Remember the Patterns and Statistics – Based on Littleford & Associates’ experience, board turnover, chair turnover and the loss of institutional memory account for 60% of the cases of heads being “fired”. Another important and related statistic is that is the third or fourth chair who fires the head 80% of the time. However, about 30% of the time heads are fired because they make too many changes that are threatening to faculty too quickly before they build that reservoir of political capital. That results often in teachers making an end run to the parents or board members directly to complain about the head. Missteps made early on are often impossible to correct. With the virus driving feelings, passions and decisions, all heads are at risk but new heads are especially vulnerable, and if they do not survive, there will be a new expensive search, another transition, and a loss of at least two to three years of momentum and progress.Littleford & Associates “Keeping in the Loop” newsletter, June 25, 2020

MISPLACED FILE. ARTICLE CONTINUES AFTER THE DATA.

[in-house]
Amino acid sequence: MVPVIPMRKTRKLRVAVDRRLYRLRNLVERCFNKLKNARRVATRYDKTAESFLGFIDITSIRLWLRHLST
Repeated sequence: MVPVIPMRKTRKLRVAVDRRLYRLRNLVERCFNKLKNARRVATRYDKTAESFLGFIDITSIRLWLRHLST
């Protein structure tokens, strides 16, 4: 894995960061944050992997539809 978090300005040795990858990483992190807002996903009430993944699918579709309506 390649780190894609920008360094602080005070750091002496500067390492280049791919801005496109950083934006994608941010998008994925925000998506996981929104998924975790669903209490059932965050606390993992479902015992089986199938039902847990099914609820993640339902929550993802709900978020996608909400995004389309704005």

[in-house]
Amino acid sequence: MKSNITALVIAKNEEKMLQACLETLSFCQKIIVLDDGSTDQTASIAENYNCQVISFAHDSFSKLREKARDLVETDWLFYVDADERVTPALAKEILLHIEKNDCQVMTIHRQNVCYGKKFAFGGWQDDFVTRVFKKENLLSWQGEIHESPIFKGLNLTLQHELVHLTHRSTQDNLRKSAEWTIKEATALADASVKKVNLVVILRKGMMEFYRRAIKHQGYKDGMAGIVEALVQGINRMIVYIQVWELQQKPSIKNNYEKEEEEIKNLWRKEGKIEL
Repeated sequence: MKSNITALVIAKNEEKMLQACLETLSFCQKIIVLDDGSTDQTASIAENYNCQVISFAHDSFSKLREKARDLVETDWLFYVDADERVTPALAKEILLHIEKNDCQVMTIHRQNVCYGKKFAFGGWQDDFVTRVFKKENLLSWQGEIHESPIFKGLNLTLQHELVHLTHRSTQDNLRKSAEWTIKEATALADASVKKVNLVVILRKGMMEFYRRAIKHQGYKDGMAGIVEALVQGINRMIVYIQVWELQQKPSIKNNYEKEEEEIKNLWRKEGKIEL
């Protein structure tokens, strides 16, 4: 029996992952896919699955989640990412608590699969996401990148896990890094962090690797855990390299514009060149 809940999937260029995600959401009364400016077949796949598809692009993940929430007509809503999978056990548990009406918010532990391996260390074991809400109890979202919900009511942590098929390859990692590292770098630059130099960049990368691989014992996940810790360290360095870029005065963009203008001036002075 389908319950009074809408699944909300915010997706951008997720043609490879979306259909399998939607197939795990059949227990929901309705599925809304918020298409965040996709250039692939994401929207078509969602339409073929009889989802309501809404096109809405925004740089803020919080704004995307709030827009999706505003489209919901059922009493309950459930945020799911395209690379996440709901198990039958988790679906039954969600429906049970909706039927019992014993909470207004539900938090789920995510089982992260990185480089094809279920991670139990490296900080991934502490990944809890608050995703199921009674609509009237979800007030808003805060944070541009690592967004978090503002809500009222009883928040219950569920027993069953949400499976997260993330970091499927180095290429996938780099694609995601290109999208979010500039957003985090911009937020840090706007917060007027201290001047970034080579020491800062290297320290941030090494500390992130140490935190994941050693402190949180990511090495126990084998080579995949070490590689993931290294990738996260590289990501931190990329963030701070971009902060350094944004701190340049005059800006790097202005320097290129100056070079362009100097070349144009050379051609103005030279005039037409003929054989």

I am completing my first year as director of the Tashkent International School and really enjoyed the experience, despite the Covid-19 pandemic. Moving to a new school is tricky and learning the school culture, 150 employees, 500+ students, and 300+ families is a lot to take on. Added to this is a new country and government system which in Uzbekistan, being a new country, is rapidly changing. I attended several John Littleford’s webinars during the pandemic thanks to AAIE. John always gives his blunt, sometimes provocative opinion, but he always backs it up with data. Everyone of his periodic newsletters has insightful tidbits for international school leaders. The average tenure of an international school head is 3.7 years, which in my opinion is too short. I feel to really make a difference in a school, a leader needs at least 5 years.